Scientology

If you are now or ever have been a member of the Spice Girls, there maybe something missing from your life. You will have money, fame, and a body which can bishop do a backflip through a stained glass window. But when these pleasures pass, a threatening doubt remains: does anyone really understand your inner life? Does anyone even believe you have one?

The answer to this problem is the same as the answer to every other problem conceivable to a celebrity: you need a photographer. Fast. And a book. To be photographed carrying a book is the ultimate demonstration of intellectual stature in this world. To be photographed with two different books in one week, as Geri Halliwell has been, is to make a really unmistakable statement that you are now a Serious Person.

Except that the second book she was photographed with in her intellectual Odyssey was no ordinary self-help manual. It was the Scientology Manual, the handbook of one of the nastiest religious organisations of the Twentieth Century. Scientology, founded by a megalomaniac science fiction writer named L Ron Hubbard to separate fools from their money using the latest modern technology.

In this Hubbard was enormously successful. He died rich beyond the dreams of avarice. In 1982 alone, his biographer estimates, he made more than $40m off the various Scientology corporations. The cult made strenuous efforts to suppress this biography and as is usual with hostile journalists even put private detectives onto the author.

His is the only religion I know which has copyrighted its scriptures as trade secrets. But then it is the business of selling enlightenment. Though the early ideas are given away, the inner secrets cost. Devotees must pay anything up to 100,000 to learn the grotesque details of his mythology: my favourite is the idea that wicked alien spirits attach themselves to believers in the shape of body hairs.

So: the scientologists are rich. They're paranoid. They peddle nonsense. They have invented a religion that really speaks to the condition of the modern celebrity. A startling number of Hollywood stars have announced themselves as scientologists. Tom Cruise, John Travolta, Lisa Marie Presley and Kirstie Alley from Cheers are  the most famous. If Geri Halliwell goes the whole way and actually opens her book, she will find herself in some fairly distinguished company.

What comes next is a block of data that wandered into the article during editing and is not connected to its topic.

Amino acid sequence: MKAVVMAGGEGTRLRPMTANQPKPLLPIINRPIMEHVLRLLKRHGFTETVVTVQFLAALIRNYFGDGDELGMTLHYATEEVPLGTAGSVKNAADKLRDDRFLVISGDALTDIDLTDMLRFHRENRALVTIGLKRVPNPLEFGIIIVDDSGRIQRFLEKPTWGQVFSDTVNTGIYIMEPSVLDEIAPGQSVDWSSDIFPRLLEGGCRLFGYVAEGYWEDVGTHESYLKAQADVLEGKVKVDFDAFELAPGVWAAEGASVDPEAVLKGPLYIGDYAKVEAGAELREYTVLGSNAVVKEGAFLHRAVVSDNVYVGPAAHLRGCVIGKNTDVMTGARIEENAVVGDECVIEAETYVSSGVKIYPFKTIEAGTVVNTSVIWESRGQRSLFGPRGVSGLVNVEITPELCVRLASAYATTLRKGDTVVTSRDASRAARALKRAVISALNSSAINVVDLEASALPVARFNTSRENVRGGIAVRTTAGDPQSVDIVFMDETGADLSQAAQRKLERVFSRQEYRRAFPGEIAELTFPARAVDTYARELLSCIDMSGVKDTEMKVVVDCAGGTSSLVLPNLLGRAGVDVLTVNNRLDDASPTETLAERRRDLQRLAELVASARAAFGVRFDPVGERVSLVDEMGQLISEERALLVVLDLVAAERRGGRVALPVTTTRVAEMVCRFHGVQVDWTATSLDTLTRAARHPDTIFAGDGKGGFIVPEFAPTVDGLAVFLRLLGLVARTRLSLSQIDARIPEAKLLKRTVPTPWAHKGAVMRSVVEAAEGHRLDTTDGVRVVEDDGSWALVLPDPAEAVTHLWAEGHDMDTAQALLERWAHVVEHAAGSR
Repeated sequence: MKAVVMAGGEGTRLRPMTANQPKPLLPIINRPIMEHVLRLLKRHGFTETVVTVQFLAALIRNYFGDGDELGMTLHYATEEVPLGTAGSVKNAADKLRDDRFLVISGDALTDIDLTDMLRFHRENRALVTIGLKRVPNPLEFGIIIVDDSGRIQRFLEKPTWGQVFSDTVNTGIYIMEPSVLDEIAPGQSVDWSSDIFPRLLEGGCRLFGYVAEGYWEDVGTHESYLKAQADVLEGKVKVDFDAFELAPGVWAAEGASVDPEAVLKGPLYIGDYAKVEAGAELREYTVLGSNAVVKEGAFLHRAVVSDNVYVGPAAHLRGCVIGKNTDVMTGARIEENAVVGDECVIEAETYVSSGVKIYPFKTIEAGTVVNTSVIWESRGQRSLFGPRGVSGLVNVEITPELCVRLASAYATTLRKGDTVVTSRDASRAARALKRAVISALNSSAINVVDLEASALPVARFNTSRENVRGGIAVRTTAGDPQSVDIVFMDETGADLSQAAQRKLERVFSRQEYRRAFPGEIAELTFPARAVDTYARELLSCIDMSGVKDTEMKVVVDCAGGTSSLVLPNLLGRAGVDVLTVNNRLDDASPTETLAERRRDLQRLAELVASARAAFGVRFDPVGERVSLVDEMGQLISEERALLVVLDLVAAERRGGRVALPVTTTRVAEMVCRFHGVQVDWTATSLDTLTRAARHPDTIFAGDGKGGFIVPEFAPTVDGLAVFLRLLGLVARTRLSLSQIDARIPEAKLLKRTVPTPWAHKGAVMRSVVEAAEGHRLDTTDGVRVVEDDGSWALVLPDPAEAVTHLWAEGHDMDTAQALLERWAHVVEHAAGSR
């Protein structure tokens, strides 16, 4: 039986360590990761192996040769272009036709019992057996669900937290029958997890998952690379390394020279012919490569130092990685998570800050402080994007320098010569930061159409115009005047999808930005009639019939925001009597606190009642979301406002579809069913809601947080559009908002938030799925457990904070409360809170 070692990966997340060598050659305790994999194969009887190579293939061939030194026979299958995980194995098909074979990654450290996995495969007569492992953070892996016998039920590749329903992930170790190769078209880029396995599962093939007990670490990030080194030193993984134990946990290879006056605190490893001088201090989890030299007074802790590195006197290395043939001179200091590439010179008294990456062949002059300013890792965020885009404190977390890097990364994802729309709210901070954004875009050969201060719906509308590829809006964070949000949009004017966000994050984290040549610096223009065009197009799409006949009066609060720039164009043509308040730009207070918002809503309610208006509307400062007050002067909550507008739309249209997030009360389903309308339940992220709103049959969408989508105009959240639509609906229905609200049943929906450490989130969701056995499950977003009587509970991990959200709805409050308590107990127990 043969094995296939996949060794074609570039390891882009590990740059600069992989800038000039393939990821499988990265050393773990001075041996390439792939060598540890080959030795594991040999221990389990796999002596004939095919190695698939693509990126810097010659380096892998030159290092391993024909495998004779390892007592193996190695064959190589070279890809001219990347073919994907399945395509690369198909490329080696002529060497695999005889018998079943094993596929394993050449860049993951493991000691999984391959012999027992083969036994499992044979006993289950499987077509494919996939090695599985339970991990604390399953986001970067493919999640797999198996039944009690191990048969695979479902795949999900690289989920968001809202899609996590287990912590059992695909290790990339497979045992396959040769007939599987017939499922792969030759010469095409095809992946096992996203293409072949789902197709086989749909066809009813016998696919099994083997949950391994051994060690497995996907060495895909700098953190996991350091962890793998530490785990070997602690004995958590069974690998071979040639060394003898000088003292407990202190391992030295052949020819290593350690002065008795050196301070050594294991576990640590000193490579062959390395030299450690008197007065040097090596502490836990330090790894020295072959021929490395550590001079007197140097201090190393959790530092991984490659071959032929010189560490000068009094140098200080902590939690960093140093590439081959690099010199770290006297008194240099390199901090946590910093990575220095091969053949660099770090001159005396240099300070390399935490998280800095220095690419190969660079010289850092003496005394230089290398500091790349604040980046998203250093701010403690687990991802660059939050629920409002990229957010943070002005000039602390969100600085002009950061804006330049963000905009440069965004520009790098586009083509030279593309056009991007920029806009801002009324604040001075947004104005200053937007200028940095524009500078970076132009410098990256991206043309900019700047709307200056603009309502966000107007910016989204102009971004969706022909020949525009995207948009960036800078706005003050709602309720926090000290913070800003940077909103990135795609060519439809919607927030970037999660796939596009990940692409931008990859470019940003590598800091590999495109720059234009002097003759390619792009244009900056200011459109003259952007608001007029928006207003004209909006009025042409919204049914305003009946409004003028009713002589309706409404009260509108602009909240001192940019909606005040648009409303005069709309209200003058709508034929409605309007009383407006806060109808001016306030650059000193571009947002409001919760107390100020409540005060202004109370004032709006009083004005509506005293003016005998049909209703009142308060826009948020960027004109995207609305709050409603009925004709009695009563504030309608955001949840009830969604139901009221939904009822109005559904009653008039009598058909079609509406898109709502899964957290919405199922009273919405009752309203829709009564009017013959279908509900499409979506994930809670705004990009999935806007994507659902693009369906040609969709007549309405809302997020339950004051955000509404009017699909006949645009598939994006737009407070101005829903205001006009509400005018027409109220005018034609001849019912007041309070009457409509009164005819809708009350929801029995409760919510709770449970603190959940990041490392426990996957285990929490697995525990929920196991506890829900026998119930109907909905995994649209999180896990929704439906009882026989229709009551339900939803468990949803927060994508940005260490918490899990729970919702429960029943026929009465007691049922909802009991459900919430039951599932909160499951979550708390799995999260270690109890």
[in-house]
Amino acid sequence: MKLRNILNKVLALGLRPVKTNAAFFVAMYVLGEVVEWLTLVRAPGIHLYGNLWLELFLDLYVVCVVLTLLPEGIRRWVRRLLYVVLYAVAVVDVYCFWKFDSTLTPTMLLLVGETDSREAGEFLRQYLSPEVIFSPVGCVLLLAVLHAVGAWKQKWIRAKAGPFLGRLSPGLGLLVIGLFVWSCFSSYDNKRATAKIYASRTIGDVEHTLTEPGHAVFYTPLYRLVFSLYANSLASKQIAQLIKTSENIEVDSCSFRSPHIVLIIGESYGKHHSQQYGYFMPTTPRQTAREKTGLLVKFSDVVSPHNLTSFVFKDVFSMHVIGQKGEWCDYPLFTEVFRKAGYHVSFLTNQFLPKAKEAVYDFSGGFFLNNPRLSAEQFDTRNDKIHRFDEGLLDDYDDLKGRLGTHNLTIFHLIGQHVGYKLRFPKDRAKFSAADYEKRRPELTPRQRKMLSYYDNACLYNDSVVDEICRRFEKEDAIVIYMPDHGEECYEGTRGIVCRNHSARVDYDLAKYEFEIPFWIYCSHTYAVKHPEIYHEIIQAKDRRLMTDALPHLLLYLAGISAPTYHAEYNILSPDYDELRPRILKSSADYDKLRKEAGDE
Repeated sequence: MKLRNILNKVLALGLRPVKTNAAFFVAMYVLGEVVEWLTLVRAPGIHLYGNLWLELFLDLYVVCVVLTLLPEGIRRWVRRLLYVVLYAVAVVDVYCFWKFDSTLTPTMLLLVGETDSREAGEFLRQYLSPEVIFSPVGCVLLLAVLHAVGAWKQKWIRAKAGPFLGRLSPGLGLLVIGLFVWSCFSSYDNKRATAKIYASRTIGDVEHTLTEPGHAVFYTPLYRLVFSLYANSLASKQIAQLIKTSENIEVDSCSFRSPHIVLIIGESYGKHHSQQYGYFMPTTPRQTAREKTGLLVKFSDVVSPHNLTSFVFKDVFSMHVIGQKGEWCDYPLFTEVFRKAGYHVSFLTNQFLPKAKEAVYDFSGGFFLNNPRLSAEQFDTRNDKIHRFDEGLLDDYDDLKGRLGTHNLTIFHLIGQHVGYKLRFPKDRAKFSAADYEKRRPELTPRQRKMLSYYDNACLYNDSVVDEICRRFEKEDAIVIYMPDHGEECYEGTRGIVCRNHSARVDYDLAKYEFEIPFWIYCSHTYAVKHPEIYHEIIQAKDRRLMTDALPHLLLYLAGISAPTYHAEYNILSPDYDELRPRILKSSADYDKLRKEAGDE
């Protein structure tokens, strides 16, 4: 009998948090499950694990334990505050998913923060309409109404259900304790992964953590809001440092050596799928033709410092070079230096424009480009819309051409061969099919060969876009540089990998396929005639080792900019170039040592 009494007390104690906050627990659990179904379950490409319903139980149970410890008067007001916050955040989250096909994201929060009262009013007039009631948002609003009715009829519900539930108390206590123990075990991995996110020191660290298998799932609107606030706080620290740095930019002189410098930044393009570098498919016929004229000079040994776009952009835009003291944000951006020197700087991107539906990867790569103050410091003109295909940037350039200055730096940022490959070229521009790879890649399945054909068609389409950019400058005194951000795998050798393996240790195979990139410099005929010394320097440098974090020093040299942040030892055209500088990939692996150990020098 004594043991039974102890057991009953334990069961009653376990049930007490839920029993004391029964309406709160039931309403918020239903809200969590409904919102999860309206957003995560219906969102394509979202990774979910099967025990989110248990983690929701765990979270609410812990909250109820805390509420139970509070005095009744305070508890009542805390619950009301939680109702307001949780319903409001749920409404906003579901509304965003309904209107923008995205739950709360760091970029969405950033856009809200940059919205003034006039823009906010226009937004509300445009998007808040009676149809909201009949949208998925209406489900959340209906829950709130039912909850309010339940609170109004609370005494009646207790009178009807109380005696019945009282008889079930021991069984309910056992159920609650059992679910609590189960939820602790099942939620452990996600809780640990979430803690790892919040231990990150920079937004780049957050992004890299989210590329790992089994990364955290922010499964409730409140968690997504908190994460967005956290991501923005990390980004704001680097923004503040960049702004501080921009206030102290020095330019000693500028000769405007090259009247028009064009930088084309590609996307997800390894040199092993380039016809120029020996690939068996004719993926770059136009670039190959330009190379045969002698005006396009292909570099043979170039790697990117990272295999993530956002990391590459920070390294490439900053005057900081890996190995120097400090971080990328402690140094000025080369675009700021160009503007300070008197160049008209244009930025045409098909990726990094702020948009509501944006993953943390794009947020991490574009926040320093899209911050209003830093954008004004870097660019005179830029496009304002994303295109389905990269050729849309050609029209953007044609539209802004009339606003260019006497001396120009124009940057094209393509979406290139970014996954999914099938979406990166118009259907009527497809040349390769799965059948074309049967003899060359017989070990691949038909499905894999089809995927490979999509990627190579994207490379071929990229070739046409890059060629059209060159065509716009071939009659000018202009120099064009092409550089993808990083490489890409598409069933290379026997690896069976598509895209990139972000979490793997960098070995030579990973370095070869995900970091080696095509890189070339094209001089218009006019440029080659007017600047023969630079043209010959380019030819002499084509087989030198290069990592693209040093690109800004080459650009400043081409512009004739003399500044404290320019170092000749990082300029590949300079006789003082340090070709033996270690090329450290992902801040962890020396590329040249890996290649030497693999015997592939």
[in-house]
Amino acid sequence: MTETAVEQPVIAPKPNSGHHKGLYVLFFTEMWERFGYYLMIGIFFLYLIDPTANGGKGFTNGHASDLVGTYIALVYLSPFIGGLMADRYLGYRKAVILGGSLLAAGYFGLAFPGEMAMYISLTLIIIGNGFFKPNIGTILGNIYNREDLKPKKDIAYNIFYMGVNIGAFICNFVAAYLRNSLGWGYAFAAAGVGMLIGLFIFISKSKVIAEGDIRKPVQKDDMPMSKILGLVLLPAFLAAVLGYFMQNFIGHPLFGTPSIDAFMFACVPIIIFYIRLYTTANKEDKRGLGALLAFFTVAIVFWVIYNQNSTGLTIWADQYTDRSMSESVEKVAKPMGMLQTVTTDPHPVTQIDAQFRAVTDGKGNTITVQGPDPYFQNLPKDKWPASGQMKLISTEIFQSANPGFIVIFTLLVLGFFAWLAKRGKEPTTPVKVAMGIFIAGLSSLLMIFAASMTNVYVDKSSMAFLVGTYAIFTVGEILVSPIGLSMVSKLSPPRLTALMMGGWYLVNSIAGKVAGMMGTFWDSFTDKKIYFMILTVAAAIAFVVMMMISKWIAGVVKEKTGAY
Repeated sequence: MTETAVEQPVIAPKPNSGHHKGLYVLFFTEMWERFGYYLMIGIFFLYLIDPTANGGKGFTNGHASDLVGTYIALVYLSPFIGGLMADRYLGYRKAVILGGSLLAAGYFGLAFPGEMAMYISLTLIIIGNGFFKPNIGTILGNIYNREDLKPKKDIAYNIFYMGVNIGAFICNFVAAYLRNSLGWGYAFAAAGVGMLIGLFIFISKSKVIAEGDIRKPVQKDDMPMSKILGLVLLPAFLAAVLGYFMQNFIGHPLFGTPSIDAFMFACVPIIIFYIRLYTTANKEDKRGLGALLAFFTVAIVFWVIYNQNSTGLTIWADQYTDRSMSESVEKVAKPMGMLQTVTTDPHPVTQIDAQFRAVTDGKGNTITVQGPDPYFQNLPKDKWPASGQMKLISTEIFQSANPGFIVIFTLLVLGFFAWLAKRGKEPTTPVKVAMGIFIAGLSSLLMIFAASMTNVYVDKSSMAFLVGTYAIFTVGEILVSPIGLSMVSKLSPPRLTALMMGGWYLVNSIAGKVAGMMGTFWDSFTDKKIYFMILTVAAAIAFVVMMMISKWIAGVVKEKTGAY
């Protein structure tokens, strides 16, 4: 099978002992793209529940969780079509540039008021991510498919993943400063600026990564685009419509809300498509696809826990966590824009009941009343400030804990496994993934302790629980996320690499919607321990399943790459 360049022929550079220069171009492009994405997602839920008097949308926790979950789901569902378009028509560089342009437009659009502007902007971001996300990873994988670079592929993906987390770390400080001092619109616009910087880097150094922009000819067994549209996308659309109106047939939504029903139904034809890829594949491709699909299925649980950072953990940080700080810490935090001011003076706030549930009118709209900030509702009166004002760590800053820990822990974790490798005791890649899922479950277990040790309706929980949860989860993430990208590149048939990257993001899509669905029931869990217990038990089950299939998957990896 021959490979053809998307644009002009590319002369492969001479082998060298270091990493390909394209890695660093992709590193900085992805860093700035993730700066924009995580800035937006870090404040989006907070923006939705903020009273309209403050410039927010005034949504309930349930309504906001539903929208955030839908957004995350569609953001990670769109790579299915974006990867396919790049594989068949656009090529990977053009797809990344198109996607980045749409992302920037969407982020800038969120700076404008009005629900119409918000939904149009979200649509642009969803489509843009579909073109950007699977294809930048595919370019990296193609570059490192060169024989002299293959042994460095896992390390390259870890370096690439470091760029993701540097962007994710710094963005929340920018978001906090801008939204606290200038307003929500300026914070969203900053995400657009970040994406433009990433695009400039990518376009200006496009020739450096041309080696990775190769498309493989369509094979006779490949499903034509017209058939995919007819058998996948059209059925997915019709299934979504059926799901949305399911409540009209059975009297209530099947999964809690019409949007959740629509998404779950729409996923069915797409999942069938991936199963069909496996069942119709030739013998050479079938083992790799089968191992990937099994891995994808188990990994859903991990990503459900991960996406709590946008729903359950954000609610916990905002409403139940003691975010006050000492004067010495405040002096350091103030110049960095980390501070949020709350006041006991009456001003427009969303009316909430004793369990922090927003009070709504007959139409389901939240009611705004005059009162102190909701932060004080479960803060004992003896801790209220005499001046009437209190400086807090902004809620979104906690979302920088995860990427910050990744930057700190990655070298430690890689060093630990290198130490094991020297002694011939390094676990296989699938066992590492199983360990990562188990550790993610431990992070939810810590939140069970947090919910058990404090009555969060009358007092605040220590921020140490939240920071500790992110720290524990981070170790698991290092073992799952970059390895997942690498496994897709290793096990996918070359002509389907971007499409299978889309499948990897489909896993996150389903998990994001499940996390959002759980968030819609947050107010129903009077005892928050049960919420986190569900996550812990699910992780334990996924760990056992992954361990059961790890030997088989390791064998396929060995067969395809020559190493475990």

What is mysterious is why they prefer scientology to any of the other cults and religions on offer. Not all do. The martial arts specialist and start of extraordinarily violent films, Steven Seagal, has given so much to Buddhist causes that one unusually discerning Lama has realised that the actor is in fact himself a reincarnated spiritual teacher.

But Buddhism has problems of its own. It is crowded. The highest position open to any star turning towards the religion is that of Second most Famous Buddhist after Richard Gere, and many people feel that this does not do full justice to their spiritual capacities. Then there is a certain amount of nonsense about celibacy. It's no use being so spiritual you can't get laid.

Scientology, on the other hand, is the Rolex of cults. Consumption doesn't get more conspicuous than this. To be a celebrity scientologist proclaims, firstly, that you have a lot of money. You can spend more on self-discovery than your friends have spent on swimming pools. Or cars. Or even on swimming pools with cars inside them.

Secondly, to be a celebrity scientologist proclaims that you have sanity to burn. There you are, convinced that we are all pawns in a power struggle between gigantic extinct alien empires; that harmful memories implanted by these aliens are holding you back from reincarnations, and that L Ron Hubbard was a the greatest genius the world has ever seen and still you can function and earn a living. This proves you are far cleverer than almost everyone else in the world.

But the final benefit of scientology for the star and the would-be star is one that no other belief system can offer. It lies in their most enduring hatred. The people the scientologists hate most are not mocking journalists; and possibly not even the tax authorities. They are not the ex-members who have been pursued by lawyers and private detectives half way round the world. They are psychiatrists. Scientologists know that psychiatry is one giant conspiracy against the human race. And any religion that holds that psychiatry is evil would be bound to flourish in California. It's too original to fail.

 
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